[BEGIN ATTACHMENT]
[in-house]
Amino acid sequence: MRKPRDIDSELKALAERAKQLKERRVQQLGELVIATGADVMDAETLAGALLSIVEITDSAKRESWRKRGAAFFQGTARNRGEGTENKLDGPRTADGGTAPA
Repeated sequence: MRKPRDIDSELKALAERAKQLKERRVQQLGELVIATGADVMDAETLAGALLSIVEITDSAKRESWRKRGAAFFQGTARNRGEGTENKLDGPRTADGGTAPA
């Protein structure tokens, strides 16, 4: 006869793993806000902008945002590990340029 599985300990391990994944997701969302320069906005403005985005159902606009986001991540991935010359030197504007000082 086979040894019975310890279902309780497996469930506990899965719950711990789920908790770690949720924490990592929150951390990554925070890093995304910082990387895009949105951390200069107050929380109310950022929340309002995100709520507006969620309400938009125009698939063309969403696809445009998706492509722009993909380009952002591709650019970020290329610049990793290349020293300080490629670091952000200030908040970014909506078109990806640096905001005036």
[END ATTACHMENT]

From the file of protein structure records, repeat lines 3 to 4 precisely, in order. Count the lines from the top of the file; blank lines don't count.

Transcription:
Repeated sequence: MRKPRDIDSELKALAERAKQLKERRVQQLGELVIATGADVMDAETLAGALLSIVEITDSAKRESWRKRGAAFFQGTARNRGEGTENKLDGPRTADGGTAPA
């Protein structure tokens, strides 16, 4: 006869793993806000902008945002590990340029 599985300990391990994944997701969302320069906005403005985005159902606009986001991540991935010359030197504007000082 086979040894019975310890279902309780497996469930506990899965719950711990789920908790770690949720924490990592929150951390990554925070890093995304910082990387895009949105951390200069107050929380109310950022929340309002995100709520507006969620309400938009125009698939063309969403696809445009998706492509722009993909380009952002591709650019970020290329610049990793290349020293300080490629670091952000200030908040970014909506078109990806640096905001005036």